So a wise practitioner should know that a “good” hemoglobin level should actually be a red flag to check for hydration and adequate intake of salt, protein, and calories in general.4

What “Low” Looks Like in Pregnancy

So far I’ve given you some explanations and I’ve made some claims, but I haven’t shown you much evidence, so let’s take a look at that.  There is relatively little research on hemoglobin during pregnancy, but what research there is consistently shows better outcomes at levels that are slightly lower than what is typically considered “normal.” Levels that are considered “high normal” show pretty bad outcomes.

This graph (source) of outcomes in a study about preterm labor demonstrates a similar pattern to most of the others:

graph - hemoglobin levels and preterm labor

Studies found that “high levels of hemoglobin, hematocrit, and ferritin are associated with an increased risk of fetal growth restriction, preterm delivery, and preeclampsia.” “…iron supplements and increased iron stores have recently been linked to maternal complications (eg, gestational diabetes) and increased oxidative stress during pregnancy.” “Failure of hemoglobin to fall below 105 g/L* was associated with increased risk of poor outcome…”5

“Haemoglobin concentrations <95 g/l** seem to be remarkably harmless.” 6

“There is evidence of the higher risk of stillbirth in women with high hemoglobin level (146 g/l*** and above)…” 7

“…infant GM [gross motor] scores increased sharply with increasing maternal Hb concentration until 90 g/L where increasing GM was mild, and began to decline after 110 g/L.”  Translation: Gross motor skills among the newborn babies were best when their mothers’ hemoglobin had been between about 9 and 11.  They were poorer when maternal hemoglobin levels were lower than 9 or higher than 11. 8

*In the U.S., this is usually referred to as 10.5, because we record the measurement based on a different overall volume.
**9.5 according to most U.S. readings
***14.6

The CDC is Aware

There’s no good explanation for this disconnect between research and practice.  The CDC is aware.  They acknowledged in 1989 that “current major reference criteria for anemia…are not based on representative samples and fail to take into account the normal hematologic changes occurring during pregnancy.” 9  So they made some small adjustments.  But they didn’t make their adjustments based on naturally healthy pregnant women.  They made their adjustments based on women whose iron levels were being artificially raised! 10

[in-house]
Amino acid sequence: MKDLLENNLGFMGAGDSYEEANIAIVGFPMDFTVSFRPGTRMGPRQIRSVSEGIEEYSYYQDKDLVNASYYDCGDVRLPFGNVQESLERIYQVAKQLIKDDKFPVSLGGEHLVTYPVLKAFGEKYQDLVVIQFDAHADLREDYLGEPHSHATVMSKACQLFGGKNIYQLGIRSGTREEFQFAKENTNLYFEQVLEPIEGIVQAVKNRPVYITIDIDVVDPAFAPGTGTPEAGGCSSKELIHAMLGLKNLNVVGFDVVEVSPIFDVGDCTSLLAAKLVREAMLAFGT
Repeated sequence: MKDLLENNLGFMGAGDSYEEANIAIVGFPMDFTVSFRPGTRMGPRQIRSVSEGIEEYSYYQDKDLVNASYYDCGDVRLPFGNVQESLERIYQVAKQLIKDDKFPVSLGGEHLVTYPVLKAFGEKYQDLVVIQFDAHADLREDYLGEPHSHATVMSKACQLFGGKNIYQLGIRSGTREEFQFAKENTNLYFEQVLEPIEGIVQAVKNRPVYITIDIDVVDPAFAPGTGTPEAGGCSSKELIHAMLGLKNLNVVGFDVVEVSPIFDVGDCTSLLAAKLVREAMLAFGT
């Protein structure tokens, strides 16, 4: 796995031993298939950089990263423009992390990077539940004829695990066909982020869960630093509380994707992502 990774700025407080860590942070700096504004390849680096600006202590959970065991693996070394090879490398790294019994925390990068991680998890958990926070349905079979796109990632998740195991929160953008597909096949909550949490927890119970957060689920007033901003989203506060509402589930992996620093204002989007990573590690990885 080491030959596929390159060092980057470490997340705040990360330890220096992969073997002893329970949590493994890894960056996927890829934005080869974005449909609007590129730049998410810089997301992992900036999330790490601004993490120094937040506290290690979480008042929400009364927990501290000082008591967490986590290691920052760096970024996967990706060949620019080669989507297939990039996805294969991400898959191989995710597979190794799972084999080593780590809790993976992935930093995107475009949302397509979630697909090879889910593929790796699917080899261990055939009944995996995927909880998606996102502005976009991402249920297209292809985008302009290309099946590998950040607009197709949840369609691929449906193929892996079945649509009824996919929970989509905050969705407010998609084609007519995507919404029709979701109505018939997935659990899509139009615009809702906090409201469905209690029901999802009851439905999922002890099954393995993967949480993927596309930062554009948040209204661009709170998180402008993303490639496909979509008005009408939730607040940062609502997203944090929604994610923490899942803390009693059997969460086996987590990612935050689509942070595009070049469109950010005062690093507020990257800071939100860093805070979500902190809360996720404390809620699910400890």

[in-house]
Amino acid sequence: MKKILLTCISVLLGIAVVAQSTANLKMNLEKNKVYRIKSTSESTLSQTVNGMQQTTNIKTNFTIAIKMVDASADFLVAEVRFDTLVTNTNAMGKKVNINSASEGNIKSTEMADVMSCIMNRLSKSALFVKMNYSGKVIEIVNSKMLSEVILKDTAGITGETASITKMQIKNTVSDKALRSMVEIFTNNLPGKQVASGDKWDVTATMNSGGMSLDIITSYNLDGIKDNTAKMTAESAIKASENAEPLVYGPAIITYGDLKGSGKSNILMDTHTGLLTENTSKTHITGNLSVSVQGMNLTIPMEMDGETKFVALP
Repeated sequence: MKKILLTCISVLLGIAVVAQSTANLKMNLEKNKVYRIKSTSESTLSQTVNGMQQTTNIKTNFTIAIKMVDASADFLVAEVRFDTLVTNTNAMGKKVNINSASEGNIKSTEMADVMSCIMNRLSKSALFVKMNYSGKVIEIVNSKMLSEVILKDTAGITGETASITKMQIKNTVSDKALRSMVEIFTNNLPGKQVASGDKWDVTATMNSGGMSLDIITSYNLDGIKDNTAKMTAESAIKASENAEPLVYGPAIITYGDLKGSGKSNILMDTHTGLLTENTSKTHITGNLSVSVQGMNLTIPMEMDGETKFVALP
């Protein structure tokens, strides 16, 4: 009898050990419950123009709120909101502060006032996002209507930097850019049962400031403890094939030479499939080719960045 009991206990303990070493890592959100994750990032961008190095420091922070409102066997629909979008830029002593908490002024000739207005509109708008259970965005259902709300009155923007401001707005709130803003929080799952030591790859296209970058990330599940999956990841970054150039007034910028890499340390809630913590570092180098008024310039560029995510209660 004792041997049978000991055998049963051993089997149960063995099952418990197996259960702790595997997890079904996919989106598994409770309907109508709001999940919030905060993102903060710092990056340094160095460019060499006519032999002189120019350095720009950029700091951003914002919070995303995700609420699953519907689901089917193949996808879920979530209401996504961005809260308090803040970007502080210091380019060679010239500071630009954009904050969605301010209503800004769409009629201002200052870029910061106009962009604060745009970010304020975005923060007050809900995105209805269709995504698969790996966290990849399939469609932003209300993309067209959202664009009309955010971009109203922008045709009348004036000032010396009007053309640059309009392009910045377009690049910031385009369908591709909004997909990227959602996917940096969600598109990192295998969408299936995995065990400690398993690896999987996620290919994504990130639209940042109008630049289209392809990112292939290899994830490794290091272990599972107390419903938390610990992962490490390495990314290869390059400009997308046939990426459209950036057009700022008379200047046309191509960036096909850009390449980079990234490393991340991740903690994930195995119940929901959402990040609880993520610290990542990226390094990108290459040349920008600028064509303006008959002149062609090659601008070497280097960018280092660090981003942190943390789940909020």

Communicate with Your Practitioners

As I’ve shown, aiming for hemoglobin levels a bit lower than currently considered “normal” is solidly evidence-based.  It is possible to still be iron-deficient during pregnancy, but it’s more difficult to identify this through the normal testing routes and, as a general rule, it is probably better to focus on good blood volume expansion and whether symptoms of iron deficiency are present.

If all other indicators are good, and hemoglobin is “low,” the low hemoglobin is probably a sign of good blood expansion, and nothing to worry about.  If hemoglobin is “good,” and other things are “off,” it’s probably important to follow up on blood volume expansion.

But convincing practitioners is the hard part.  If you need some help with this, you can download the following document, which I created to give to my own practitioners.  It’s designed to briefly summarize the research, for medical practitioners who understand and will care about the science, but who may not want to spend the time to read all the studies.

iron in pregnancy (more than hemoglobin)

  1. https://cebp.aacrjournals.org/content/16/9/1720.short
  2. https://www.sciencedirect.com/science/article/abs/pii/0002937883908566
  3. https://www.physiology.org/doi/abs/10.1152/jappl.1993.75.4.1566
  4. https://academic.oup.com/jn/article-abstract/109/11/1887/4770606
  5. http://ajcn.nutrition.org/content/81/5/1218S.long
  6. http://www.bmj.com/content/310/6978/489?ijkey=acd66cbfddeb03e3aa3bfb98c3cb0b9e2f831dbc&keytype2=tf_ipsecsha
  7. https://www.ncbi.nlm.nih.gov/pubmed/26639719
  8. https://www.ncbi.nlm.nih.gov/pubmed/26055847
  9. https://wonder.cdc.gov/wonder/prevguid/p0000169/p0000169.asp
  10. https://www.cdc.gov/mmwr/preview/mmwrhtml/00051880.htm